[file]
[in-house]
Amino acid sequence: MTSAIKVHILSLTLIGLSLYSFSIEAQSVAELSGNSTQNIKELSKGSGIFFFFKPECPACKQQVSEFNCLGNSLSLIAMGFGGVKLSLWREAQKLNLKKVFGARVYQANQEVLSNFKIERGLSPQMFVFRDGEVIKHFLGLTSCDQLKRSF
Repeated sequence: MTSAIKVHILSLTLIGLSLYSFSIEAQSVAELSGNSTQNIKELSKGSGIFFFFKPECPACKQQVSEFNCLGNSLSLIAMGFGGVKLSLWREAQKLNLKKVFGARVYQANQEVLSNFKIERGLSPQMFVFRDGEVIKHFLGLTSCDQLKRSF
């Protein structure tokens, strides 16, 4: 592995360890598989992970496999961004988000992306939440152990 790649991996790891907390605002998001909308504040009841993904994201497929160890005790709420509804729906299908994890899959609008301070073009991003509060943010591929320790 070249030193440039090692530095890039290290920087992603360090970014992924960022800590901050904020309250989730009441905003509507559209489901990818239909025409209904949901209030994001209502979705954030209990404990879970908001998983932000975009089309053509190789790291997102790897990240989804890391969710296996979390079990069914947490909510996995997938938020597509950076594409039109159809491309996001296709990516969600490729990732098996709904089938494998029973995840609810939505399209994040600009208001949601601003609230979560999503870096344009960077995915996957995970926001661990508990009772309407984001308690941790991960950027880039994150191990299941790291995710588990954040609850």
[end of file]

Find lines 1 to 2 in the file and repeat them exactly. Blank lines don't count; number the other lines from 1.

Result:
[in-house]
Amino acid sequence: MTSAIKVHILSLTLIGLSLYSFSIEAQSVAELSGNSTQNIKELSKGSGIFFFFKPECPACKQQVSEFNCLGNSLSLIAMGFGGVKLSLWREAQKLNLKKVFGARVYQANQEVLSNFKIERGLSPQMFVFRDGEVIKHFLGLTSCDQLKRSF